While it is sad that Trevor gave up his blocks, and it is sad that he did not see them again for 37 years, the saddest thing of all is that Trevor the Builder, over the course of those 37 years, had become a sad and unhappy man. He was rich enough, having become the most famous architect in the world, even more famous than Uncle Freddy, whom he hadn't spoken to in years, but couldn't remember why. Trevor had built the 10 biggest buildings, the 10 longest, the 10 highest, and the 10 most expensive. He owned hundreds of buildings, and even a whole city, Fitzopolis, a city he'd designed and built himself.

But none of it made him happy.

It was as if, when the blocks were taken away on that Christmas long ago, Trevor had begun to build something in his heart, something big that stood in front of his happiness, shutting out people and possibilities, even shutting out Christmas, a holiday that, for Trevor, had not been any fun since he was a little boy.

Now we come to the final part of this story. Whether it is happy or sad is for you to decide.

Illustration THE DAY was average enough, for a Christmas Eve. With the standard schedule of meetings and conferences, Trevor's work day began early, at precisely 4:30 a.m., and lasted till 6:25 p.m., exactly 13 hours and 55 minutes. Trevor might have worked longer, but the office building's Christmas party was planned for 6:30 p.m., and Trevor was hoping to avoid it. He left his office and took the elevator up to his apartment on the 248th floor, which was 1,984 feet, or 23,808 inches, above the sidewalk.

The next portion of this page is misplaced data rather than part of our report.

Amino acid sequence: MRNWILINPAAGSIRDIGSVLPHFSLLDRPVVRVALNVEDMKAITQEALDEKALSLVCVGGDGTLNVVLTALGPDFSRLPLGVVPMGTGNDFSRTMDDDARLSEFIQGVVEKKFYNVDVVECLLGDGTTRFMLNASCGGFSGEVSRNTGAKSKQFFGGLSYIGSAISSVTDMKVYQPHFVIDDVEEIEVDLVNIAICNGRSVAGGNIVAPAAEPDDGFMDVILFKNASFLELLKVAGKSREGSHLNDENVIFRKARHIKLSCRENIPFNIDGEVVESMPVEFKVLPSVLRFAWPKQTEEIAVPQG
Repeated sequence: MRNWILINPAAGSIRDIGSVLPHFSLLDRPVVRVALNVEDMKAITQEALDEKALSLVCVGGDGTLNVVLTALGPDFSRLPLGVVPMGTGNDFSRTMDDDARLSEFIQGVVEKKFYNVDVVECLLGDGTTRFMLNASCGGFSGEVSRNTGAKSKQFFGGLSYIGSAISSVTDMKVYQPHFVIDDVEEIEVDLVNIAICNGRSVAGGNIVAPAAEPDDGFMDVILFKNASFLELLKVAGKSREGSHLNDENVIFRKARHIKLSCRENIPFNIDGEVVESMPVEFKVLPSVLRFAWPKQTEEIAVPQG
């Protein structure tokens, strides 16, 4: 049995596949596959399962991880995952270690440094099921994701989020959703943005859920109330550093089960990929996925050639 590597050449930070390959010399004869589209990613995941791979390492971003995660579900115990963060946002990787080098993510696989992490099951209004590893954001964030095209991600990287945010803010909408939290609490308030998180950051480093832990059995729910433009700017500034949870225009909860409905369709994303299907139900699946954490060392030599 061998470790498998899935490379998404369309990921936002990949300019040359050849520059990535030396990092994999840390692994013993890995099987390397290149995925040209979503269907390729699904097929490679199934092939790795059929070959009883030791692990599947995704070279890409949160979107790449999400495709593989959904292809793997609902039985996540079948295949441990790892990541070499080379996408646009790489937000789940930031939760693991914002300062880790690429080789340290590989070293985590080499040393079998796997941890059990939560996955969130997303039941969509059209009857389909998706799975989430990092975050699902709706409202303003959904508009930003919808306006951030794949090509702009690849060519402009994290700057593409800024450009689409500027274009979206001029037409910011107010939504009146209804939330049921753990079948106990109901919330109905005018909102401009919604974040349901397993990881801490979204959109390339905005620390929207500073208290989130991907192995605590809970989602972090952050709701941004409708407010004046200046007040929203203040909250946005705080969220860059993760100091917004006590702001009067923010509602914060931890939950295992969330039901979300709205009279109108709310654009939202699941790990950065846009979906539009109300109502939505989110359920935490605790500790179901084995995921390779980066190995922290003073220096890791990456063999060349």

As Trevor stepped from the elevator, he saw something he never expected to see. It was Uncle Freddy.

"Merry Christmas," Uncle Freddy said. "My boy, I've learned something, and I thought you'd like to hear it. I've learned why people love Christmas. All year long, we run around building up walls against people, people who've hurt us or disappointed us. We build the walls and up they stay. But at Christmas, we come to believe it's almost possible to take down those walls. And we even wish we would. Because it is sometimes more useful to tear things down than to build them up, and I'm sorry I ever said otherwise."

With that, Uncle Freddy put one hand on Trevor's shoulder, and said, "You're a very good boy." Then he stepped past him onto the elevator, and was gone. As the door closed, Trevor turned toward his apartment door. There on the mat, Trevor saw a little box, wrapped in red paper.

What happened next was both unexpected and entirely predictable.

Trevor took the box inside and tore off the paper. It was the same pine box, the same 48 blocks, the same words carved onto the cover--Trevor the Builder. He gently shook the box, which sent out a chorus of snaps and taps as the blocks rattled and bumped. From somewhere in Trevor's mind, a rumbling sound began, it was the sound of 37 years' worth of building blocks never sent falling to the floor. The sound made his heart beat faster. It scared him a little, but he liked it. The sound grew louder as Trevor emptied the box onto the floor. He sat down among the blocks. The rumbling increased. Trevor carefully stacked up the blocks--1,2,3. The sound grew deafening as Trevor placed the 48th block on top of the tower.

He hesitated, then quickly reached over and pulled out one block.

Down crashed the tower, smacking the floor so hard it made the windows rattle, splattering blocks across the floor, sputtering and spinning in all directions, pounding and plinking.

It made a wonderful noise.

So he did it again.

Trevor--who would go on to become Trevor the Wrecker, the happiest and most successful building demolisher in the world--kept on stacking up the blocks and knocking them down. Crash! Bang! Over and over. Each time, he grew happier and happier and happier.

But it still wasn't enough, and he knew it. After all those years, Trevor wanted a bigger noise. In fact, he wanted to knock over the biggest, highest stack of blocks around. Fortunately for Trevor, he already owned the 10 tallest buildings in the world. Trevor smiled a sweet little smile, and thought, "Oh, what a noise that will make."

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From the December 14-20, 2000 issue of the Northern California Bohemian.